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To the best of our knowledge, this is the first report of concomitance acute cerebral infarction and remote intra-cerebral hemorrhaging on arrival. Regarding why this concomitance occurred, at the microscopic level, disseminated intravascular coagulation (DIC) can produce such concomitance.[1] However, the present patient did not meet the DIC criteria. A previous report described a case of infarction complicated15 days after acute intra-ventricular bleeding due to moyamoya disease.[2] Dehydration and hypotension were suspected as potential contributing factors of progressive injury. However, our patient did not have moyamoya disease. Which of the two lesions occurred first could not be determined, but the simultaneous occurrence of both was likely impossible. Stroke has been shown to evoke reactive hypertension due to an increase in vascular resistance or intracranial hypertension.[3],[4] If an ischemic stroke occurs first, reactive hypertension may promote remote intra-cerebral hemorrhaging. However, Kim and Kimreported the development of cerebral infarction shortly after intra-cerebral hemorrhaging.[5] They suspected the mechanism to involve the mechanical compression of cerebral vessels, hemodynamic instability, inflammation, and/or concomitant small-vessel pathology. As our patient had dehydration and infection, these complications might have induced cerebral infarction if the hemorrhagic stroke occurred first.

Acknowledgment

This manuscript received financial support from the Ministry of Education, Culture, Sports, Science and Technology (MEXT)-Supported Program for the Strategic Research Foundation at Private Universities, 2015–2019 concerning (The constitution of a total researchsystem for comprehensive disaster and medical management, corresponding to wide-scale disasters).

Declaration of patient consent

The authors certify that they have obtained all appropriate patient consent forms. In the form the patient(s) has/have given his/her/their consent for his/her/their images and other clinical information to be reported in the journal. The patients understand that their names and initials will not be published and due efforts will be made to conceal their identity, but anonymity cannot be guaranteed.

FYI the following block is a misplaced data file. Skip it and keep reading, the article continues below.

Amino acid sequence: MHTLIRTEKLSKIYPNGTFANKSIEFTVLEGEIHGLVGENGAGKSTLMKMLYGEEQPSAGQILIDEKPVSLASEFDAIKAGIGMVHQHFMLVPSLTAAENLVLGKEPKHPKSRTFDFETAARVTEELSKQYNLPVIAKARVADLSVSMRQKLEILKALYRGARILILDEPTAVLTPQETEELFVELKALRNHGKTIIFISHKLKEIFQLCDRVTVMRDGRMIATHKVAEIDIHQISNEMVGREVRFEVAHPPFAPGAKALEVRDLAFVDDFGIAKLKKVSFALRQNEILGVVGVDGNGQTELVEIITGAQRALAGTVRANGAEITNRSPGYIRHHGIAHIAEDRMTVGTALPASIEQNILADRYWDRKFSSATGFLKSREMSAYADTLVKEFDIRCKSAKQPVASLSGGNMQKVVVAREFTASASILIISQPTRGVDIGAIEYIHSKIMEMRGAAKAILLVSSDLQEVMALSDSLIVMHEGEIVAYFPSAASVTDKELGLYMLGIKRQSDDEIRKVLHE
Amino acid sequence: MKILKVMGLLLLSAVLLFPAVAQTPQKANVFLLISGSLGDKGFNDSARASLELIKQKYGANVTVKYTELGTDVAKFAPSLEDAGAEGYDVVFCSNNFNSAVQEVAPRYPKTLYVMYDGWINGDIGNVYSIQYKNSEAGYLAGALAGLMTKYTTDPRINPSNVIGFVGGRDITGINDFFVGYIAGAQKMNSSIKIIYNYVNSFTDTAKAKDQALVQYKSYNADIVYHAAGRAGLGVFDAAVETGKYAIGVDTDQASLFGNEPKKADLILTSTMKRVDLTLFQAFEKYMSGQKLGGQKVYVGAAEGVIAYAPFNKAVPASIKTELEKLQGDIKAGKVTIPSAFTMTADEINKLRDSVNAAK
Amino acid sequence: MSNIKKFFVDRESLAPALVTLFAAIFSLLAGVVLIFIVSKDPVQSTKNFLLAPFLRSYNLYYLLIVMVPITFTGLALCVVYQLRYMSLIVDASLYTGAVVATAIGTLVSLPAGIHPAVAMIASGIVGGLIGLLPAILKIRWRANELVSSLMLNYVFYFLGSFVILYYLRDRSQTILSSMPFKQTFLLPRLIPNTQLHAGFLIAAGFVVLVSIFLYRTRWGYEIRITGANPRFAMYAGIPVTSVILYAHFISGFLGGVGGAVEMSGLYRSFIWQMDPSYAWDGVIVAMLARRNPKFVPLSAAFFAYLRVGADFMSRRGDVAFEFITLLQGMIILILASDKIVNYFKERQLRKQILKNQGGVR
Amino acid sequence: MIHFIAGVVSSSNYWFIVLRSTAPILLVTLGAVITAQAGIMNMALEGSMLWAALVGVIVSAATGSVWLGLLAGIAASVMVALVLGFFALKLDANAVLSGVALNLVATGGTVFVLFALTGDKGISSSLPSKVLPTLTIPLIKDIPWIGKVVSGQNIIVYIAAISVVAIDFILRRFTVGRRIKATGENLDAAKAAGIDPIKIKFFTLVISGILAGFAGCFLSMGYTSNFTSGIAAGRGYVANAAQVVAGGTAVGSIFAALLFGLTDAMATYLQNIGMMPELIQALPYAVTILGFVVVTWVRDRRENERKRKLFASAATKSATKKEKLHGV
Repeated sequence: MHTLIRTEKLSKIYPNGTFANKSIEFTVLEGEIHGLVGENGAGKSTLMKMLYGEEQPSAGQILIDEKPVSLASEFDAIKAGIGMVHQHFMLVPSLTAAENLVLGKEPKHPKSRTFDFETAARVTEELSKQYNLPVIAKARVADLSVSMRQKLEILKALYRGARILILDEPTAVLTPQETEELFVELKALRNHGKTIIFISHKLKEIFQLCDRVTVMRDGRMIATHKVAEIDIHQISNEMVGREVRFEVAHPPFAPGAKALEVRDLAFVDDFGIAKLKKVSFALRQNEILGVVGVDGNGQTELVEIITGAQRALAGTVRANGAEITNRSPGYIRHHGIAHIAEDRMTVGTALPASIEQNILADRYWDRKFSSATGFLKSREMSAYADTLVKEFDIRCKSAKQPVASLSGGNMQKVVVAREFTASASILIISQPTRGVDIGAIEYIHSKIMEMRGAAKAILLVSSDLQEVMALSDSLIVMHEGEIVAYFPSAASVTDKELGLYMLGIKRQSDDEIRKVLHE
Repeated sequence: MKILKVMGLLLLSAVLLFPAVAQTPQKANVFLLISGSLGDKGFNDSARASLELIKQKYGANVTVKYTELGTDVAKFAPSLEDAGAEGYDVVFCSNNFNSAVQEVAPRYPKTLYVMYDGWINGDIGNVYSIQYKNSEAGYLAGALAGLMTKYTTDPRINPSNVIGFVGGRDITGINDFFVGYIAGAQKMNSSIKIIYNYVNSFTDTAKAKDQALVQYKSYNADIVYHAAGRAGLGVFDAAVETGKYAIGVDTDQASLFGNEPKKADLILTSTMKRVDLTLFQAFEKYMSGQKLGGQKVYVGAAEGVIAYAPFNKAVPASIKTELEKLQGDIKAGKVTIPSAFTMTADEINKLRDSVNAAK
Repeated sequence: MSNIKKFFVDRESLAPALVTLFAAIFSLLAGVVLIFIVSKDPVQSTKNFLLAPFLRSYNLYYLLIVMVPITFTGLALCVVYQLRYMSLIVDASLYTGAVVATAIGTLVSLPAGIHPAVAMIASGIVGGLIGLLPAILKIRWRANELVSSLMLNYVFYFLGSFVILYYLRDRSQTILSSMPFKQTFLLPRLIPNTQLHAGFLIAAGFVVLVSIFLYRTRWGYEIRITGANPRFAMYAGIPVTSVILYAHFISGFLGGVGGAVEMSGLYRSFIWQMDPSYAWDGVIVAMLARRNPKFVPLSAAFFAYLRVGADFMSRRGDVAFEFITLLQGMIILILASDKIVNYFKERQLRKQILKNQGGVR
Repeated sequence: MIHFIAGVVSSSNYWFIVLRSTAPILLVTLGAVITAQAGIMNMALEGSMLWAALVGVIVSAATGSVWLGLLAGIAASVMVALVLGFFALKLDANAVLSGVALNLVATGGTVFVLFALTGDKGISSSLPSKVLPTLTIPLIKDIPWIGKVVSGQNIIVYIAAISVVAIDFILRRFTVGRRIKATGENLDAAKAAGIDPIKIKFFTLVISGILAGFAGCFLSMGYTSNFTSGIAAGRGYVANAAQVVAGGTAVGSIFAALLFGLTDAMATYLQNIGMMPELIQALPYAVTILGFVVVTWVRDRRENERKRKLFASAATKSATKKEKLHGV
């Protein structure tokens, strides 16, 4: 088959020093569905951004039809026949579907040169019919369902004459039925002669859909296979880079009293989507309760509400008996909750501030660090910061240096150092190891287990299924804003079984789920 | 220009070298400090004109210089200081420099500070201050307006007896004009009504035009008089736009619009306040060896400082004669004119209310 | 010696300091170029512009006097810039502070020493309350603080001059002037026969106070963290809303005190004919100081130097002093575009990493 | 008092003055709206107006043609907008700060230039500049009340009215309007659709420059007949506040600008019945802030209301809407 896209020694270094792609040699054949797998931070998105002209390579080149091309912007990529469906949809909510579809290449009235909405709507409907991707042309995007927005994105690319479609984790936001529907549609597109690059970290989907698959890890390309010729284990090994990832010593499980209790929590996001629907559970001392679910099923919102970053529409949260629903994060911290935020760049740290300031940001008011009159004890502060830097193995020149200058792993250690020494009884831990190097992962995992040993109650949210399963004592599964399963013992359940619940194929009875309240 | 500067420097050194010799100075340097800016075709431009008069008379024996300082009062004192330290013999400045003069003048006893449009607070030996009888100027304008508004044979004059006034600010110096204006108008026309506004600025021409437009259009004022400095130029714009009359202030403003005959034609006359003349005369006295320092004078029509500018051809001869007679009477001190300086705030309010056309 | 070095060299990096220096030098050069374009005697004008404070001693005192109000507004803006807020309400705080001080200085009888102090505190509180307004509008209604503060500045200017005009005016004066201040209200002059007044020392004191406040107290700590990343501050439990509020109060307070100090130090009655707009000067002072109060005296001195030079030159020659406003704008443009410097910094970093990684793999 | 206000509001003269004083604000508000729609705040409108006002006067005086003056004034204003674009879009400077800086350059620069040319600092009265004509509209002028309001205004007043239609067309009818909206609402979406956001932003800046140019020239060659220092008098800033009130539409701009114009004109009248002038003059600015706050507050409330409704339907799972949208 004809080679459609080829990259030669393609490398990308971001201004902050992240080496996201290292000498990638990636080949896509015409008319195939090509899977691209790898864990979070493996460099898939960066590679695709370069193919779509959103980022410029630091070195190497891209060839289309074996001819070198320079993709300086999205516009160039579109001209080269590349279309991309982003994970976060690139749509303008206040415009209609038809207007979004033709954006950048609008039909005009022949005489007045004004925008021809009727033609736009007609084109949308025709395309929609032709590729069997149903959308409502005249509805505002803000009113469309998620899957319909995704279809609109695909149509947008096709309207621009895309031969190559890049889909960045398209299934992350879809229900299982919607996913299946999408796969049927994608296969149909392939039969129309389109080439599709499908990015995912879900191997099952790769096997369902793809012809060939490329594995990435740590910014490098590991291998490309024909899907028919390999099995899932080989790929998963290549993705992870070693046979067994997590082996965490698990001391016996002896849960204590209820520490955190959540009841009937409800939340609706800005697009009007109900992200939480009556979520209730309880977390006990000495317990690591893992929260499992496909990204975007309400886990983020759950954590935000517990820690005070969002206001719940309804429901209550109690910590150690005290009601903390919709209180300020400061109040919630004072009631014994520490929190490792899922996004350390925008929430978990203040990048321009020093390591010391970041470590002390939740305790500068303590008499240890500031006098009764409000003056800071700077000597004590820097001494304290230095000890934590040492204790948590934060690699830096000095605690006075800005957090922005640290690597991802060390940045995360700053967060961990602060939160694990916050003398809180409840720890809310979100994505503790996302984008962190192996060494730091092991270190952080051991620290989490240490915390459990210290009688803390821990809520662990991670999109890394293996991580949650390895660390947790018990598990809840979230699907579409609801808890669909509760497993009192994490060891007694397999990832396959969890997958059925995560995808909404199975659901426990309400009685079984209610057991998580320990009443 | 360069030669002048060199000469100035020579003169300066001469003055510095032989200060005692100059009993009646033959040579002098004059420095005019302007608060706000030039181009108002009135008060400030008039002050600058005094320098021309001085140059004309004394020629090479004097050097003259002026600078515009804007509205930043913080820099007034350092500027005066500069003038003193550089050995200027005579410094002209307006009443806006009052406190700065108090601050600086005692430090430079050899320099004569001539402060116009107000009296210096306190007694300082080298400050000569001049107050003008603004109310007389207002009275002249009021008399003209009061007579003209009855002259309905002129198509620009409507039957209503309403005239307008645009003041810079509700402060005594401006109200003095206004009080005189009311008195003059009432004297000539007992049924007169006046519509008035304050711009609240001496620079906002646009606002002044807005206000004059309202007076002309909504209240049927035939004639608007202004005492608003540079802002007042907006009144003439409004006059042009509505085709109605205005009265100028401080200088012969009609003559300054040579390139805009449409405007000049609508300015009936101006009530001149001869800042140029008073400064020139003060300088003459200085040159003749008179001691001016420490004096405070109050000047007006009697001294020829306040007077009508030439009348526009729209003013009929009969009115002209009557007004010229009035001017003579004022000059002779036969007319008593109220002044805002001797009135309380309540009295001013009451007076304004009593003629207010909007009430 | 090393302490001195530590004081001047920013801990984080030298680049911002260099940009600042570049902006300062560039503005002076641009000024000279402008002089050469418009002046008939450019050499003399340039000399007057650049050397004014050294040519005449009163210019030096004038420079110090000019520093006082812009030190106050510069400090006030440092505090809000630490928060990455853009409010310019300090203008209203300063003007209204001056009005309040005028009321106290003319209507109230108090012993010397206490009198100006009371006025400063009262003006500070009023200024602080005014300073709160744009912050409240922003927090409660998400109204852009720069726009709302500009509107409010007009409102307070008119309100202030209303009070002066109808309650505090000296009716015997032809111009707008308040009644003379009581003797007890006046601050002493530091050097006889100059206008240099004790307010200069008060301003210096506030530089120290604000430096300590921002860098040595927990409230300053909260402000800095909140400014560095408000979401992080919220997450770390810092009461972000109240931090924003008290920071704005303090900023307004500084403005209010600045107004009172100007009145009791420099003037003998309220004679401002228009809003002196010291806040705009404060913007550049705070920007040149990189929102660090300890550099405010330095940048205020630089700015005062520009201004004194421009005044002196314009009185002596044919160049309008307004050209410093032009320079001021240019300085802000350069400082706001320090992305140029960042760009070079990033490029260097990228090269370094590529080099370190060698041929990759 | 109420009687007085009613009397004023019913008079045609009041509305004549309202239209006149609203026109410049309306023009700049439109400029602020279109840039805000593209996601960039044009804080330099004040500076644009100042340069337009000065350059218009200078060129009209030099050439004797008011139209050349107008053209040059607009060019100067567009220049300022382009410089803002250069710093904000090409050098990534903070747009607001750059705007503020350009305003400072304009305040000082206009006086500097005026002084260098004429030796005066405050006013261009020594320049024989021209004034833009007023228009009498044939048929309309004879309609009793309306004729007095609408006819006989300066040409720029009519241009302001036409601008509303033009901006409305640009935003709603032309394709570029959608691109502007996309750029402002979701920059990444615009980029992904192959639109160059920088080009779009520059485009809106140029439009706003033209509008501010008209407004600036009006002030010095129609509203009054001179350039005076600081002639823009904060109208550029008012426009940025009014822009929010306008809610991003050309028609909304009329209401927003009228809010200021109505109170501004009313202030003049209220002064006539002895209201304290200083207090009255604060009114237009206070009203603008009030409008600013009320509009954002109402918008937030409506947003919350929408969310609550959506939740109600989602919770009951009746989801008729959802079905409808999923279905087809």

Financial support and sponsorship

This manuscript received financial support from the Ministry of Education, Culture, Sports, Science and Technology (MEXT)-Supported Program for the Strategic Research Foundation at Private Universities, 2015–2019 concerning (The constitution of total researching system for comprehensive disaster, medical management, corresponding to wide-scale disaster).

Conflicts of interest

There are no conflicts of interest.



 
   References Top

1.
Schwartzman RJ, Hill JB. Neurologic complications of disseminated intravascular coagulation. Neurology 1982;32:791-7.  Back to cited text no. 1
    
2.
Su IC, Yang CC, Wang WH, Lee JE, Tu YK, Wang KC. Acute cerebral ischemia following intraventricular hemorrhage in moyamoya disease: Early perfusion computed tomography findings. J Neurosurg 2008;109:1049-51.  Back to cited text no. 2
    
3.
Asakura K, Mizuno M, Yasui N. Clinical analysis of 24 cases of caudate hemorrhage. Neurol Med Chir (Tokyo) 1989;29:1107-12.  Back to cited text no. 3
    
4.
Shiomi N, Miyagi T, Koga S, Karukaya T, Tokutomi T, Shigemori M. Simultaneous multiple hypertensive intracerebral hematoma. No Shinkei Geka 2004;32:237-44.  Back to cited text no. 4
    
5.
Kim CH, Kim JS. Development of cerebral infarction shortly after intracerebral hemorrhage. Eur Neurol 2007;57:145-9.  Back to cited text no. 5
    

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Correspondence Address:
Takashi Iso
Department of Acute Critical Care Medicine, Shizuoka Hospital, Juntendo University, Tokyo
Japan
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Source of Support: None, Conflict of Interest: None


DOI: 10.4103/JETS.JETS_118_17